28. Viola F, Caracciolo D, Forestieri A, Pumo D, Noto L (2017) Annual runoff assessment in arid and semiarid Mediterranean watersheds under the Budyko’s framework. Hydrol Process 31:1876–1888CrossRefGoogle Scholar
  29. Xu X, Liu W, Scanlon BR, Zhang L, Pan M (2013) Local and global factors controlling water-energy balances within the Budyko framework. Geophys Res Lett 40:6123–6129CrossRefGoogle Scholar
  30. Yang D, Shao W, Yeh PJF, Yang H, Kanae S, Oki T (2009) Impact of vegetation coverage on regional water balance in the nonhumid regions of China. Water Resour Res 45(7):W00A14.  https://doi.org/10.1029/2008WR006948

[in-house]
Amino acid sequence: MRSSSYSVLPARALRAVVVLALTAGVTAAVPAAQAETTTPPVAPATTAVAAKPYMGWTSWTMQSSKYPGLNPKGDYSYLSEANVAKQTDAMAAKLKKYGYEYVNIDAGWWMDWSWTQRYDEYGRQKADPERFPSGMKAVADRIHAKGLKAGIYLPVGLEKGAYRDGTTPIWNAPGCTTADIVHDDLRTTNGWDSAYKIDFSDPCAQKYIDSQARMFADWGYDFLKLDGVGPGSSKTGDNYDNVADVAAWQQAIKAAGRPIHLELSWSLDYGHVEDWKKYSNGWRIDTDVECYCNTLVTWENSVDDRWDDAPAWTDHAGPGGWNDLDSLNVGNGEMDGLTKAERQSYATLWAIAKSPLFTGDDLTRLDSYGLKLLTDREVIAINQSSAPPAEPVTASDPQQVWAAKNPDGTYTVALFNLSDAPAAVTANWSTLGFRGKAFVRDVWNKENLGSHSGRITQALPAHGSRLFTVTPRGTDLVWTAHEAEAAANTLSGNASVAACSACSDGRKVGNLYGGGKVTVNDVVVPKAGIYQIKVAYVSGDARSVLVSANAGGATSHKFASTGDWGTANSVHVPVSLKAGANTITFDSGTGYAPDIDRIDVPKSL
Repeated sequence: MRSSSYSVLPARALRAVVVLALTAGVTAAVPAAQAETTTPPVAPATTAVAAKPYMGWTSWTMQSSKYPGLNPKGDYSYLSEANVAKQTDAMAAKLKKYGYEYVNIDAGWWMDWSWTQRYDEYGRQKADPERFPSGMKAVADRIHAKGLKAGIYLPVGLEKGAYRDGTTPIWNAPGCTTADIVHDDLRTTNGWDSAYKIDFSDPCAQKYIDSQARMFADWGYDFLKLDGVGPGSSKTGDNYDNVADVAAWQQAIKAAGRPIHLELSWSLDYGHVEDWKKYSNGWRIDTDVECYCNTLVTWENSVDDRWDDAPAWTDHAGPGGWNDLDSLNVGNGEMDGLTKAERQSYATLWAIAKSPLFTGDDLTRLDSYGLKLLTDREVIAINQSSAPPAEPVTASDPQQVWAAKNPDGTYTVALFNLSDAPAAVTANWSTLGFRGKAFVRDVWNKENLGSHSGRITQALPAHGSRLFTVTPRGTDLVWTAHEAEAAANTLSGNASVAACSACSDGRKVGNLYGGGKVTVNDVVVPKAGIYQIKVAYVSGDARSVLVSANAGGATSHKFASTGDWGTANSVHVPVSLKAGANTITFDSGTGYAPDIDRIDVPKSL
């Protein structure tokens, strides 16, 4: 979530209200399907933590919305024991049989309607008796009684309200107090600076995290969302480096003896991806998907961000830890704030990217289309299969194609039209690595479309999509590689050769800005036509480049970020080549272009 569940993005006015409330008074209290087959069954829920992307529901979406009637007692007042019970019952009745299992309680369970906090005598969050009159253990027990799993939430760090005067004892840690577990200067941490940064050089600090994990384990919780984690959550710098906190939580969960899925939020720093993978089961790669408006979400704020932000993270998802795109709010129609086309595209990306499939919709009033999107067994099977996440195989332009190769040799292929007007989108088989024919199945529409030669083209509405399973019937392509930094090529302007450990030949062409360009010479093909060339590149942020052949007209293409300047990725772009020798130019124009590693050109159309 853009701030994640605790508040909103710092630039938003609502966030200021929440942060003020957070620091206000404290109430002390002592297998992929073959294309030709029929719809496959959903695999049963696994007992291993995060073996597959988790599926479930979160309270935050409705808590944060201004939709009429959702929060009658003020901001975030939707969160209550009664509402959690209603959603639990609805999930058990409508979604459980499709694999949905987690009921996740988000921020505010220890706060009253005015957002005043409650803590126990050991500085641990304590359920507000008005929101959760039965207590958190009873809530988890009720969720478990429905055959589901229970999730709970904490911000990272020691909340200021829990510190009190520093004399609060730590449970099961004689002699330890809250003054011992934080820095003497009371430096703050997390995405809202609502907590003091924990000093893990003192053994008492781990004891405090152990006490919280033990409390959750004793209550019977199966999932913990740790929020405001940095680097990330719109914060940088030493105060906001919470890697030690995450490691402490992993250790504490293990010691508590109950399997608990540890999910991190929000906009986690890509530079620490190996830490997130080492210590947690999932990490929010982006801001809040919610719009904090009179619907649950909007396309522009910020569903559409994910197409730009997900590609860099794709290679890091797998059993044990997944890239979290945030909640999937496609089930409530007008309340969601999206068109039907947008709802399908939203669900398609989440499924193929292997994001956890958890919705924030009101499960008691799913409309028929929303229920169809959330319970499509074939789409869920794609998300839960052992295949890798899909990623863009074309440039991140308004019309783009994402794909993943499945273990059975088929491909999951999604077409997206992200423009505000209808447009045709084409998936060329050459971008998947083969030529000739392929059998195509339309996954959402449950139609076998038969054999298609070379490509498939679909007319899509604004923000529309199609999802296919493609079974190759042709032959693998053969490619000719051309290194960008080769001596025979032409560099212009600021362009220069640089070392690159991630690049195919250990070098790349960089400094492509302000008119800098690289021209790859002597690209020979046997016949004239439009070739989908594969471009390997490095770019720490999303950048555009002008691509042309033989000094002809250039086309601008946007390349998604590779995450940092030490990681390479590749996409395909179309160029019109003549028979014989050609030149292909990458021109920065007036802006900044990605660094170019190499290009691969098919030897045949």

Copyright information

© Springer Science+Business Media B.V., part of Springer Nature 2018

Authors and Affiliations

  1. 1.Dipartimento di Ingegneria Civile, Ambientale e Architettura (DICAAR)Università di CagliariCagliariItaly
  2. 2.Regional Environmental Protection Agency of Sardinia (ARPAS)CagliariItaly
  3. 3.Dipartimento di Ingegneria Civile, Ambientale, Aerospaziale, dei Materiali (DICAAM)Università di PalermoPalermoItaly

Personalised recommendations